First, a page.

Fan base: The Good, The Bad & The Ugly
Fan base: The Good, The Bad & The Ugly

Fan base: The Good, The Bad & The Ugly

NO business can survive and flourish without patronage.  Any start-up, fledgling and mainstream business in the creative industry needs support and that comes from the fans.

It is a no brainer that without the fan or patron, no venture, no proceeding and no personality would survive in the arts industry.

That event planner needs patrons to buy tickets, the film studio and the film producer need the patrons to purchase tickets to the cinema, stream or download the movies to achieve any form of Box Office success and the record label and musician need patrons to stream their songs to realise any form of sustainability in the industry.

The indisputable fact is; every player in the creative space needs support!

The Good

Artistes having a fanbase or fandom have been prevalent in the industry worldwide over a period and there’s such a genuine and justifiable reasons for any artiste to command a collection of people who are dedicated to just their brand.

Beyoncé has an assemblage of uncompromising base called the BeyHive or the Hive, Rihanna commandeers a group of staunch followers who brand themselves as the Navy and Justin Bieber has the Beliebers. Swifters’ is the name of the fandom for Taylor Swift and Ed Sheeran has the Sheerios; and in Nigeria, Wizkid has Wizkid FC.

In Ghana, thanks to Samini who paved the way for putting a brand to his fanbase in the name of High Grade Family but the likes of Sarkodie, Shatta Wale and Stonebwoy have elevated the fanbase in Ghana to another level.

The ability of these Ghanaians artistes to put some structure to their respective fanbase is a plus and inuring to their benefit in so many ways.

The likes of Shatta Wale, Stonebwoy and Sarkodie have been in the business for quite a longtime and are obviously adored by many who may not necessarily belong to their well-structured fanbase but the continuous relevance and prominence can be attributed to that fanbase.

The fanbase for these artistes are so committed and dedicated to the point where they support everything from their idols— events, albums/singles, philanthropy, altercations etc. – they support everything! 

These artistes can release ‘whacky’ projects, get involved in anything unpleasant or find themselves at the wrong side of the law and their teeming fanbase will not waver in their support. Every artiste anywhere in the world would kill for such treatment.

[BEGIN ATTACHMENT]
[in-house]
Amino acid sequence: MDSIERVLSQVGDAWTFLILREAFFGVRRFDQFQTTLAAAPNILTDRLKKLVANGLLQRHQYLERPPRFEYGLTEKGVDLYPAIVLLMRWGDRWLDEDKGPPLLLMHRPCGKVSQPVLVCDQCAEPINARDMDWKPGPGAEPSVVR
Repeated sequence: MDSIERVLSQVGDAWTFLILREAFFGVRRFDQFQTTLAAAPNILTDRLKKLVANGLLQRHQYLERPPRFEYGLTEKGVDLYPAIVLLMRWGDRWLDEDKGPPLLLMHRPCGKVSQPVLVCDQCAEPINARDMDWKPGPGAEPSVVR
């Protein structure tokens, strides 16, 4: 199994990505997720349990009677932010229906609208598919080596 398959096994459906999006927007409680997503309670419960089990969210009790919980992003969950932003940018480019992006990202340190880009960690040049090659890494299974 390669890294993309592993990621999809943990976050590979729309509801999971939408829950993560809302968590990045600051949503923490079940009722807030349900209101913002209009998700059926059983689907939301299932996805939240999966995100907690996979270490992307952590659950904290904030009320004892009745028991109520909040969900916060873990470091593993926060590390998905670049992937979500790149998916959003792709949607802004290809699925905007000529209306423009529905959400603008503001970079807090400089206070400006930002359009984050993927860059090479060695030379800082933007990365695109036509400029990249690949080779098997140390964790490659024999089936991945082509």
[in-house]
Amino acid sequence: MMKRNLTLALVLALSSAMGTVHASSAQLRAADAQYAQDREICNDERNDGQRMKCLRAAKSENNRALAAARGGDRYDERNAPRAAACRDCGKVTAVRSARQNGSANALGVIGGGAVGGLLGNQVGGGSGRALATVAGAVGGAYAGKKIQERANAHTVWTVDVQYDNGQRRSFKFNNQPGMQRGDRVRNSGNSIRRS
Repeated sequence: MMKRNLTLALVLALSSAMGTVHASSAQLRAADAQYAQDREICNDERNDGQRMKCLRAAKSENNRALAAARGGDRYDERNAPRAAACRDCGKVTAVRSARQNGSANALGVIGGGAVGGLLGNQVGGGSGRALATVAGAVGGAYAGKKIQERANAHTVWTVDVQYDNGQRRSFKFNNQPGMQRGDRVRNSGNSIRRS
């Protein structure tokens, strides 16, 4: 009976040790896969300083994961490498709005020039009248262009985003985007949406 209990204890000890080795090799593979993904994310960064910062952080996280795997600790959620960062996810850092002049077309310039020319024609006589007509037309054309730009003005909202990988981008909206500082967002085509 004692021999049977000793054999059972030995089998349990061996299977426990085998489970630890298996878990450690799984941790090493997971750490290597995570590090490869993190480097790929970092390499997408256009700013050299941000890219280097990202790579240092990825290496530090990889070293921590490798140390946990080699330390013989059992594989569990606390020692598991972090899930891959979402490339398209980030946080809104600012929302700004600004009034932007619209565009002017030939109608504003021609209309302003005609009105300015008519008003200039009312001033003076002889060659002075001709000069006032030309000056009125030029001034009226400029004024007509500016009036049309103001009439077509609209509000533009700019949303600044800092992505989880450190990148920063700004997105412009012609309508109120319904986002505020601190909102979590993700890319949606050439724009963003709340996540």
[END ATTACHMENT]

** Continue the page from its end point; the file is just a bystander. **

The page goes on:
The Bad

The lack of unity, which has been a bane for almost all the sectors in our creative space especially the music industry, can somewhat be laid down on the doorsteps of the fanbase – ably edged on by their idols.

Most often, the behaviour, manners and approach by elements among the fanbase for these artistes tear the industry apart instead of shaping it.

Fans of these artistes never see anything good in the other artistes and it pans across all divides of the entire fanbase set-up in our industry.  It’s either their idol doing it and damn everybody else.

Sarkodie would release a project and fans of Shatta Movement would talk ill about it. Stonebwoy would venture into projects that seek to uplift his brand and the entire industry and fans of Shatta Wale would pooh-pooh it with such disdain and almost every meaningful move from Shatta Wale is greeted with jeers and lots of talking-down from the fa base of the other artistes.

What makes it worse is to have their idols, these artistes they adore and look up to, do nothing when their fans ‘attack’ the works and personalities of other artistes. Rarely would you see a high profile artiste call his fans to order. As ‘leaders’ of these packs, they are clearly part of the problem.

The Ugly

A chunk of the groupings in Shatta Movement, Bhim Nation and SarkNation are intolerant, low-minded, abrasive, dim-witted and reckless. All they know is how to be abusive – offering insults upon insults whenever the subject of their idol comes up.